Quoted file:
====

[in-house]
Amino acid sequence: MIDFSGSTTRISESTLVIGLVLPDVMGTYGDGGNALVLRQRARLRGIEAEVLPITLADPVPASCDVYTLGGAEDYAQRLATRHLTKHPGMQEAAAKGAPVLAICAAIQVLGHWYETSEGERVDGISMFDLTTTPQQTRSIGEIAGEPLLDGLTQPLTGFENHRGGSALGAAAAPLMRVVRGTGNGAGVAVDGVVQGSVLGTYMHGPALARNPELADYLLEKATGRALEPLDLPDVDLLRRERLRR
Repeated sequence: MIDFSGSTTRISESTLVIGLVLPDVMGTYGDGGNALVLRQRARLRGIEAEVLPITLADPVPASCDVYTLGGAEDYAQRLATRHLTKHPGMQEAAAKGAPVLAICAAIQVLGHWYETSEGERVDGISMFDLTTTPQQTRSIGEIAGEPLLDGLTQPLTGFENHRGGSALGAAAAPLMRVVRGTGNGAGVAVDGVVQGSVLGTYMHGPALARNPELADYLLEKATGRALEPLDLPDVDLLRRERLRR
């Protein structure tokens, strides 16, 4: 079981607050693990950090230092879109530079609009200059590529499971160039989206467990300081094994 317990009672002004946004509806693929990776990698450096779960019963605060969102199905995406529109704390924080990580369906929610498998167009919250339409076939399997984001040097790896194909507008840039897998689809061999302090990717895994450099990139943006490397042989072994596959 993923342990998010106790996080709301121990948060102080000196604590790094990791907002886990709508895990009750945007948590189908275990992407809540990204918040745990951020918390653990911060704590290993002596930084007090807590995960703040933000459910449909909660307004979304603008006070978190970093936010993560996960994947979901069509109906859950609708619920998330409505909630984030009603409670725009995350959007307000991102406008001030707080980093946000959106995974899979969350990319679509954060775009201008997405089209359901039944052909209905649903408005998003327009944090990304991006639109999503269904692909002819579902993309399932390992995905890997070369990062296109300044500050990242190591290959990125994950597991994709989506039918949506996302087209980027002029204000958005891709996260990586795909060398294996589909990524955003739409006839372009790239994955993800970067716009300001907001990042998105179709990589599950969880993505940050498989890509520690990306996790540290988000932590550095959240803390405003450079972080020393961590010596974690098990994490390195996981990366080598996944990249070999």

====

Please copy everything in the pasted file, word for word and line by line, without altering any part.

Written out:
[in-house]
Amino acid sequence: MIDFSGSTTRISESTLVIGLVLPDVMGTYGDGGNALVLRQRARLRGIEAEVLPITLADPVPASCDVYTLGGAEDYAQRLATRHLTKHPGMQEAAAKGAPVLAICAAIQVLGHWYETSEGERVDGISMFDLTTTPQQTRSIGEIAGEPLLDGLTQPLTGFENHRGGSALGAAAAPLMRVVRGTGNGAGVAVDGVVQGSVLGTYMHGPALARNPELADYLLEKATGRALEPLDLPDVDLLRRERLRR
Repeated sequence: MIDFSGSTTRISESTLVIGLVLPDVMGTYGDGGNALVLRQRARLRGIEAEVLPITLADPVPASCDVYTLGGAEDYAQRLATRHLTKHPGMQEAAAKGAPVLAICAAIQVLGHWYETSEGERVDGISMFDLTTTPQQTRSIGEIAGEPLLDGLTQPLTGFENHRGGSALGAAAAPLMRVVRGTGNGAGVAVDGVVQGSVLGTYMHGPALARNPELADYLLEKATGRALEPLDLPDVDLLRRERLRR
């Protein structure tokens, strides 16, 4: 079981607050693990950090230092879109530079609009200059590529499971160039989206467990300081094994 317990009672002004946004509806693929990776990698450096779960019963605060969102199905995406529109704390924080990580369906929610498998167009919250339409076939399997984001040097790896194909507008840039897998689809061999302090990717895994450099990139943006490397042989072994596959 993923342990998010106790996080709301121990948060102080000196604590790094990791907002886990709508895990009750945007948590189908275990992407809540990204918040745990951020918390653990911060704590290993002596930084007090807590995960703040933000459910449909909660307004979304603008006070978190970093936010993560996960994947979901069509109906859950609708619920998330409505909630984030009603409670725009995350959007307000991102406008001030707080980093946000959106995974899979969350990319679509954060775009201008997405089209359901039944052909209905649903408005998003327009944090990304991006639109999503269904692909002819579902993309399932390992995905890997070369990062296109300044500050990242190591290959990125994950597991994709989506039918949506996302087209980027002029204000958005891709996260990586795909060398294996589909990524955003739409006839372009790239994955993800970067716009300001907001990042998105179709990589599950969880993505940050498989890509520690990306996790540290988000932590550095959240803390405003450079972080020393961590010596974690098990994490390195996981990366080598996944990249070999």